Five, move from vague ideas about help toward crystal clear ideas. Take the issue of the lack of clean water. It spawns a host of problems with regards to diarrhoea, malaria, typhoid, as well as the good health. Without good health, one cannot have a good quality of life. Helping the poor does not mean just addressing symptoms. It also means addressing root causes.

Six, we need to move from a boring but safe lifestyle to a bold and significant form of faith. It means radical plans with our own lives. It means learning to make our lives count. It means living a worthwhile life for others. Helping the poor is not simply just wearing a T-shirt. It means wearing the needs of the poor through active engagement with the rich AND the poor. We need to evangelize the former and to be an agent to touch the latter. We need to speak up for the voiceless, listen to the silenced, see the marginalized, and to feel that the world as it is right now, is moving toward injustice.

Seven, we need to move from a sense of complacency to a sense of urgency. I think it is an apt reminder that the biggest tragedy for many people is not because they are successful, but when they are successful in things that ultimately do not matter much. Yeatts urge readers to actively join groups that advocate for the poor and vulnerable; to invest in a child; to be an active part of infrastructure improvements in the needy world; and even to make a trip to the poorest of the poor to experience first hand the reality of injustice, poverty, and suffering.

This book is about changing the world, beginning with changing the hearts of anyone who wants to do some good in the world. The primary audience is essentially the rich West, but the scope can be easily enlarged to include other groups. Containing many stories of faith and trust, success and disappointments, Yeatts encourages us not to look at the problem, be discouraged and then do nothing. Instead, she urges us to look at what is possible, be encouraged, and then do something, even if it means just one life or one small situation at a time. Three thoughts come to mind as I marvel at the resilience and the industry of Yeatts. First, we are not responsible to solve all the problems of the whole world, just part of it. Second, we are not meant to help everybody in the world, just who we can reach. Third, we are not responsible for the ills of the world, but we are responsible if we do not do anything about it. If any of these thoughts can be planted in the reader, this book will have done its job. I'm sure readers will be moved. It is a fitting reminder that while we are not responsible for solving all the problems of the world, we are responsible for those things that we can do something about.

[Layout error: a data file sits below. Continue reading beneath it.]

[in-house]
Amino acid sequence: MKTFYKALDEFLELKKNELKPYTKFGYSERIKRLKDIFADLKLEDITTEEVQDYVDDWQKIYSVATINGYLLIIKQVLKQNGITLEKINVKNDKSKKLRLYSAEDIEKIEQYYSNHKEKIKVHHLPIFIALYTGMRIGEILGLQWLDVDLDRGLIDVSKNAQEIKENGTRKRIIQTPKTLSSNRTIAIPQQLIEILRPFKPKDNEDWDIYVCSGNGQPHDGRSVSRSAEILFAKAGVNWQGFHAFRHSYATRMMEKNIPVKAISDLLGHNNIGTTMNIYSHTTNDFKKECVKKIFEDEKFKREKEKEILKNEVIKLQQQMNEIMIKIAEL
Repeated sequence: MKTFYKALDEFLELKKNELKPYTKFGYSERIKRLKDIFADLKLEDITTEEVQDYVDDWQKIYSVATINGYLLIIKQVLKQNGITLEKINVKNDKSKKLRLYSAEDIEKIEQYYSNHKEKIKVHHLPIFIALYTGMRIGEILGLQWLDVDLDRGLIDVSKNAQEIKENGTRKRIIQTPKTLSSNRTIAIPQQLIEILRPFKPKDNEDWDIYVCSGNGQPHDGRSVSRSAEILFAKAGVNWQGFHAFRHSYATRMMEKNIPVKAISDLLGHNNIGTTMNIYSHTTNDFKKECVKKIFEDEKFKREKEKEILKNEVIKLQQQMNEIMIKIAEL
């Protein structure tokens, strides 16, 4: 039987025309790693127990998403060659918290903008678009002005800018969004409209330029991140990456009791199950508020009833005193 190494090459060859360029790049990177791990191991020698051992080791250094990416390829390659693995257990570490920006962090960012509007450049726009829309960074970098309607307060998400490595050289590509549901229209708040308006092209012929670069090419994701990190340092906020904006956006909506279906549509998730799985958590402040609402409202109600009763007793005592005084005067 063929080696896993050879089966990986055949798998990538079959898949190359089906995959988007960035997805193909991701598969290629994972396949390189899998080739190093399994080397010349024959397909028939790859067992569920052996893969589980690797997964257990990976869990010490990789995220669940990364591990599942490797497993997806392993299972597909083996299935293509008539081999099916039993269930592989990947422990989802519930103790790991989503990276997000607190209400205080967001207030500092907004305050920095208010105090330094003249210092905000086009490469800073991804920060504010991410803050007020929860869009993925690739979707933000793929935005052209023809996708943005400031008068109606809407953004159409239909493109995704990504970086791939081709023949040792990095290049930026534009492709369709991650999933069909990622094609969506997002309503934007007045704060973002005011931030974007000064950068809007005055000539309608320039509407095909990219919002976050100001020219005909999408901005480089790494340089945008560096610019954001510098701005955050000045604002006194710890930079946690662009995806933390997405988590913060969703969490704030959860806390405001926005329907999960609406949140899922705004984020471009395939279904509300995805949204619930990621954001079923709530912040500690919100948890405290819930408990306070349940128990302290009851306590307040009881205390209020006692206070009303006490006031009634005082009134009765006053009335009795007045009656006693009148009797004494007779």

Rating: 5 stars of 5.


This book is provided to me free by Baker Books and Graf-Martin Communications without any obligation for a positive review. All opinions offered above are mine unless otherwise stated or implied.

Friday, April 26, 2013

Gospel Choir @ Britain's Got Talent

This video clip is powerful. It shows how the contestant remains cool and calm, even when Simon Cowell makes fun of him. Watch the moving clip, and how it all comes together in powerful rendition of people lifting up their voices to God. It reminds me again of the limitless opportunities we can be a witness to the world. If people do not go to Church, the Church can go to them. Yet, one important thing remains. If Christian people are more involved in worship, if believers in Christ manifest their passions and love for God in everything they do, if worshipers each Sunday give forth their all to worship God, will it not be an attraction in itself?

Simon Cowell Made Fun of This Gospel Singer And Then Was Blown Away from believe836 on GodTube.

Sometimes, I think reaching the world in its simplest form is this. When Christians worship the Lord wholeheartedly, every time they come together in the Name of the Lord.


Wednesday, April 24, 2013

Midweek Meditation: "Stillness"

"The Lord is my shepherd, I lack nothing. He makes me lie down in green pastures, he leads me beside quiet waters, he refreshes my soul. He guides me along the right paths for his name’s sake." (Ps 23:1-3)

Photo of Cedar Springs Christian Campsite, WA

"Blessed are the single-hearted, for they shall enjoy much peace. If you refuse to be hurried and pressed, if you stay your soul on God, nothing can keep you from that clearness of spirit which is life and peace. In that stillness you will know what His will is." (Amy Carmichael)


Tuesday, April 23, 2013

Ten Warning Signs of an Inward Looking Church

I read with interest Thom Rainer's article entitled, "The 10 Warning Signs of an Inwardly Obsessed Church." Briefly put, they are:
  1. Worship Wars
  2. Prolonged Minutia Meetings
  3. Facility Focus
  4. Program Driven
  5. Inwardly Focused Budget
  6. Inordinate Demands for Pastoral Care